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Effects of Employment on Marriage: Evidence from a Randomized Study of the Job Corps Program. Final Report.

Publication Year: 
Personal Author: 
Mamun, Arif.
Corporate Author: 
U.S. Department of Health and Human Services. Administration for Children and Families.
Office of Planning, Research and Evaluation.
Technical Report
Page Count: 
Journal Title: 
MPR Reference No.: 8935162.

This report explores the effects of employment-related outcomes (namely, average hours worked per week and average earnings per week) on the likelihood of marriage. The key challenge in estimating the effects of various employment-related outcomes on men's or women's likelihood of marriage is to account for the possibility that family status may affect employment outcomes (reverse causation) and that men and women with particular unobserved traits that make them more likely to be successful in the labor market may be more likely to marry (selection). Burstein (2007) in a recent article noted that in order to meet this challenge "one would need to randomly assign single men to a treatment group that had the effect of increasing their employment and earnings, and then look for the impact on their marital union formation." This report applies precisely that strategy to generate consistent estimates of the effects of men's and women's employment and earnings on their likelihood of marriage.
Data from an experimental evaluation of the Job Corps program, which found statistically significant positive effects on the employment outcomes of both male and female participants, have been the basis for generating the estimates in this report. The random assignment of eligible applicants to program and control groups created the opportunity for a source of variation in employment and earnings that is independent of family structure or the background characteristics of program participants. By applying the instrumental variable (IV) method, we used this exogenous variation in employment and earnings created by the Job Corps intervention to identify causal effects of these employment-related outcomes on the likelihood of marriage for disadvantaged individuals in their twenties.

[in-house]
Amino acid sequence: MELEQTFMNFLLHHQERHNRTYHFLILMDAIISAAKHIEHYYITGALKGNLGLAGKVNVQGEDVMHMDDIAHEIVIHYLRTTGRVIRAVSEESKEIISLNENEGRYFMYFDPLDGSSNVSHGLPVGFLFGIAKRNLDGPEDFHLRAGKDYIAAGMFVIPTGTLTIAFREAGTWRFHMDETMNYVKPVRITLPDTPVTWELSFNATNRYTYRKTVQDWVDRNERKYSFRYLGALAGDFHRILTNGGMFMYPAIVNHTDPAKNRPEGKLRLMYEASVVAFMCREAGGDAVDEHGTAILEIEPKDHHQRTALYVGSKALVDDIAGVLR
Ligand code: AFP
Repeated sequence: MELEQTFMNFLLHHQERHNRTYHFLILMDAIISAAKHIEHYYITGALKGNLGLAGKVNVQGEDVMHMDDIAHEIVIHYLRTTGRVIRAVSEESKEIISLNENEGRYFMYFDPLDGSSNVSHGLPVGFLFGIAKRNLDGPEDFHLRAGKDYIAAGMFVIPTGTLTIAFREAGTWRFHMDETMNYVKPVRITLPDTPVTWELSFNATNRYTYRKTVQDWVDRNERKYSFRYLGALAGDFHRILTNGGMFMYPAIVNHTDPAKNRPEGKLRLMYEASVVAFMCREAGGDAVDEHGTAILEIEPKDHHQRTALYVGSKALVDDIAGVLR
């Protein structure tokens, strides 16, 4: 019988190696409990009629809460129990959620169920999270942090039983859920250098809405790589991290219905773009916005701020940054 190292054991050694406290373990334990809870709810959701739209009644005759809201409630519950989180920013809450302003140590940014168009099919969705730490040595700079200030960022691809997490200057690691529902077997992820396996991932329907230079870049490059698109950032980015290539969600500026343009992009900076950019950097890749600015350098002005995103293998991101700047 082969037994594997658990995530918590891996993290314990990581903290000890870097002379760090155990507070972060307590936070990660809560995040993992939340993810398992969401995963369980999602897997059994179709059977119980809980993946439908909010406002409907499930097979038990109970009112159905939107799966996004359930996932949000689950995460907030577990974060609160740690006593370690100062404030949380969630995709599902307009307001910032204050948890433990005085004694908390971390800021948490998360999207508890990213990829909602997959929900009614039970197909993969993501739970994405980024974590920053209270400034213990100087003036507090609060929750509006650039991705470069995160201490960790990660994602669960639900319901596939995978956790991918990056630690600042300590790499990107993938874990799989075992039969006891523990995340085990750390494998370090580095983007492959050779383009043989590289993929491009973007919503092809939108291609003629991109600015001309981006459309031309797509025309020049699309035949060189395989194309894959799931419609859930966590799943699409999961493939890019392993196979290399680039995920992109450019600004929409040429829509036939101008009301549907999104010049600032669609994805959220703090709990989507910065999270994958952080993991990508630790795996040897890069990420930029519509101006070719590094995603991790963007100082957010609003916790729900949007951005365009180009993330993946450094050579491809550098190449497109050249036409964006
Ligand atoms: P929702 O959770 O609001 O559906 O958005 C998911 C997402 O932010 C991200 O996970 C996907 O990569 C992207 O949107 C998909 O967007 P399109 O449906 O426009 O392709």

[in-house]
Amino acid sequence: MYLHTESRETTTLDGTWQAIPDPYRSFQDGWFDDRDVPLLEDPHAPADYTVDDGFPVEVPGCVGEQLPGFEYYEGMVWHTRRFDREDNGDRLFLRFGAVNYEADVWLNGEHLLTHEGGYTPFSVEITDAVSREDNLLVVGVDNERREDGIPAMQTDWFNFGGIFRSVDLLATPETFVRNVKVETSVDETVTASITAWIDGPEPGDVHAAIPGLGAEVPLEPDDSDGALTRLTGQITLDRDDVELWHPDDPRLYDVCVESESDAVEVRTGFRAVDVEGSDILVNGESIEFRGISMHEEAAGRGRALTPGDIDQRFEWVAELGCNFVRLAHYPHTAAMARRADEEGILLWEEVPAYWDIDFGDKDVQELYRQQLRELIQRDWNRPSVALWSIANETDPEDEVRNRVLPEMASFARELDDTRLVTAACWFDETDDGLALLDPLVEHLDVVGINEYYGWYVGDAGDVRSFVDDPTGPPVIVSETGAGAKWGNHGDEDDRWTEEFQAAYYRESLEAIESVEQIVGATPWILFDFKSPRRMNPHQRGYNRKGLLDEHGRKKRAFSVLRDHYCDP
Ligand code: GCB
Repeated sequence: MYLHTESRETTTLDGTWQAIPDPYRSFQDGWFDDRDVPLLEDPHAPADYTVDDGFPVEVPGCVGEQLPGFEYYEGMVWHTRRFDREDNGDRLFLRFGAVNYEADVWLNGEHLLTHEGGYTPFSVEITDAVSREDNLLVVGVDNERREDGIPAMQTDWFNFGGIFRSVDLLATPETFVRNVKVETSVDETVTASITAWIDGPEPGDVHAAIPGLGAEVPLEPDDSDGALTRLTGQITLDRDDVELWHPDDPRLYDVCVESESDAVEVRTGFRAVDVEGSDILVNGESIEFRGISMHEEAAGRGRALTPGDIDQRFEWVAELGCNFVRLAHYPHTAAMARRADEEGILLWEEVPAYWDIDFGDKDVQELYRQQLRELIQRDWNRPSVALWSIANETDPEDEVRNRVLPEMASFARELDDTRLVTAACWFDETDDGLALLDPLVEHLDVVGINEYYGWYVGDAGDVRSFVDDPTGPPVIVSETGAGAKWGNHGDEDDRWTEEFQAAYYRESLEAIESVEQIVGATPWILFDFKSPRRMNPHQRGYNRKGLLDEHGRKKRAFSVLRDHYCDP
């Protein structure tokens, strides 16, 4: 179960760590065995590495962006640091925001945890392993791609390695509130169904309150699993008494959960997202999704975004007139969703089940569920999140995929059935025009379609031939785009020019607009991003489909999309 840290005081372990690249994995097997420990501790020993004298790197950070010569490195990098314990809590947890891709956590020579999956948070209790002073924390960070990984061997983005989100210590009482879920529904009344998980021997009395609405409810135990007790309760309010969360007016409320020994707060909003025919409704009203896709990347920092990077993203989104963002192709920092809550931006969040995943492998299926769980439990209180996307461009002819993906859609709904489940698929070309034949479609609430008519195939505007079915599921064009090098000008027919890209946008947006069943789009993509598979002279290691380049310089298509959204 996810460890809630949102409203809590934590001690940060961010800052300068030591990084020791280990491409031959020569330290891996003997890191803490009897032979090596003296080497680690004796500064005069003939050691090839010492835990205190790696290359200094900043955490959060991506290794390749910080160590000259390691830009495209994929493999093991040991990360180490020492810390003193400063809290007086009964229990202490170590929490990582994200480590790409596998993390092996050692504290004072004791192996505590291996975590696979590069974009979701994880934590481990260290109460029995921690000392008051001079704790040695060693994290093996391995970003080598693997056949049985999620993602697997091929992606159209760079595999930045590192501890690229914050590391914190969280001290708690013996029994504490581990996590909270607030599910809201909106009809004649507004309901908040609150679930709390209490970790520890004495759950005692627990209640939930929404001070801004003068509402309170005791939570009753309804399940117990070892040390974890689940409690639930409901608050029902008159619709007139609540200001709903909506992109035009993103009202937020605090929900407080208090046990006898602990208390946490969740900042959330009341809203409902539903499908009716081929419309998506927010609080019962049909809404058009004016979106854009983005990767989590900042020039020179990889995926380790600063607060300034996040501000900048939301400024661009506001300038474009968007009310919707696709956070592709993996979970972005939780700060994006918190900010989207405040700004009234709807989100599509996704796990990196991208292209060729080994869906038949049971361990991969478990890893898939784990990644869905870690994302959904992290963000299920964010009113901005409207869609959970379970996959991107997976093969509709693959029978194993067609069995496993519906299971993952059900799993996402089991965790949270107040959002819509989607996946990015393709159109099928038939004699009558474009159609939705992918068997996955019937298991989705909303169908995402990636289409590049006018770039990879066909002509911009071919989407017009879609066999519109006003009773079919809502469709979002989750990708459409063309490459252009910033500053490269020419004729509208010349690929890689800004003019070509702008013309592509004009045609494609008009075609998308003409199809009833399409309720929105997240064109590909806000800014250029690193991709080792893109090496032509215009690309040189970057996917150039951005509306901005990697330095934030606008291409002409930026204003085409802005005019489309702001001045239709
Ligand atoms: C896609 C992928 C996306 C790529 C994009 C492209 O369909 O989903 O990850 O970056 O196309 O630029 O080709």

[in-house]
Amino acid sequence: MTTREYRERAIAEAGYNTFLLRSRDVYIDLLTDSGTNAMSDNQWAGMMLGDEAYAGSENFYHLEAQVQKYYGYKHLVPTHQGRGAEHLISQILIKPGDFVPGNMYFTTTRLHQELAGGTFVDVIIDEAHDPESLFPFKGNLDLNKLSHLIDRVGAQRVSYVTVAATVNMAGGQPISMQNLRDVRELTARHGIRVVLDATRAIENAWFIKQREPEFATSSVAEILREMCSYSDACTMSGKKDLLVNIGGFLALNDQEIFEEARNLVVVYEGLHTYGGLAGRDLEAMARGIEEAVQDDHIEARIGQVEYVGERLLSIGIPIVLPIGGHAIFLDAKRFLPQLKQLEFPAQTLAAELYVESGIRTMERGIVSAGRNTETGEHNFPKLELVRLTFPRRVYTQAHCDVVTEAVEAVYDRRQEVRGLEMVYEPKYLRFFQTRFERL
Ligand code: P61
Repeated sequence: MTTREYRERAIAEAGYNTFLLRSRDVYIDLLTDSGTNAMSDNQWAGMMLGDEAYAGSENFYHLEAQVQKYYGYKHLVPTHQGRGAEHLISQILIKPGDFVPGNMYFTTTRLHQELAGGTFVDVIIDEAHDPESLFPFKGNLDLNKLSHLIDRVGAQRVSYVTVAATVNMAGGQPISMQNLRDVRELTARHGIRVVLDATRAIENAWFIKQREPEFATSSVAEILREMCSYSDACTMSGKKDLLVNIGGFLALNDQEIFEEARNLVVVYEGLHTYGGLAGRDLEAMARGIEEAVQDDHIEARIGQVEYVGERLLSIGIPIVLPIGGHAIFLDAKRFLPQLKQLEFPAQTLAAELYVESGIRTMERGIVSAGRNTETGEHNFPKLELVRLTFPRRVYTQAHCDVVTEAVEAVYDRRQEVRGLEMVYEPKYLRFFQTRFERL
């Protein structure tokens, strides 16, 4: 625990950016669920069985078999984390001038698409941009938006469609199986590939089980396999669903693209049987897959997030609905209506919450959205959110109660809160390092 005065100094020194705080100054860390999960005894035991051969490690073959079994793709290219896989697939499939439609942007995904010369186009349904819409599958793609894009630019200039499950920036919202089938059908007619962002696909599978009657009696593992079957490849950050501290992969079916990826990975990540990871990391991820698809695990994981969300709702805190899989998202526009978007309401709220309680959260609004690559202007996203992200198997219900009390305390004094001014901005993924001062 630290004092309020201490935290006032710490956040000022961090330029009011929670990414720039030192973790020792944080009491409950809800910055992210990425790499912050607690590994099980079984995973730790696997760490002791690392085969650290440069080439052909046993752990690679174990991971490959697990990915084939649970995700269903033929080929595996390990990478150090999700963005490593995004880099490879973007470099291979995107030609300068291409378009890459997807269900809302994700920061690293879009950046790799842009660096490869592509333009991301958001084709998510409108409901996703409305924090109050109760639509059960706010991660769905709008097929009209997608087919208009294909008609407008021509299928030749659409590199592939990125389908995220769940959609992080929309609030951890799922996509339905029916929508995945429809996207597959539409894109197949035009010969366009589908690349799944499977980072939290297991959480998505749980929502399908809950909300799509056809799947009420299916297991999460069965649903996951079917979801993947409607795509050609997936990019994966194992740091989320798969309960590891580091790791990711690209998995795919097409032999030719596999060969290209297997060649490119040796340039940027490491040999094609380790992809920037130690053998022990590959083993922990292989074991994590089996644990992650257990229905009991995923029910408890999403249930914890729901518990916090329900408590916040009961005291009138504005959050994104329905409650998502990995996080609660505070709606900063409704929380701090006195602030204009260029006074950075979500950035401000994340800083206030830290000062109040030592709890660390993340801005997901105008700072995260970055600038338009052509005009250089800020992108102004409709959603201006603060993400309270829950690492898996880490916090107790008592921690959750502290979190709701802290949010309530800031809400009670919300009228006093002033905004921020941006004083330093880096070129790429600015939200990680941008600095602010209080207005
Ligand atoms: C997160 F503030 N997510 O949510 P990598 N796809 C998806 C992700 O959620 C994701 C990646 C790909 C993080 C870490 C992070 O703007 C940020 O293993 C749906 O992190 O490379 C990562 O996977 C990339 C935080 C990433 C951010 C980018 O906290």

The study findings underscore the importance of addressing potential selection bias in estimating the effects of employment and earnings on likelihood of marriage. It provides clear evidence of a positive effect of employment and earnings on the likelihood of marriage for women, but no significant effect on the likelihood of marriage for men. Since the findings are based on a relatively young sample of men and women, in future research it would be important to examine the effect of employment on marriage on older subjects who have had a longer period of time, overall, to make marital transitions. Future research may also be directed towards an assessment of the marriage-effectof social services that are focused on improving employment related outcomes vis-à-vis those services that are focused on strengthening family related outcomes of economically disadvantaged people. (Author abstract)

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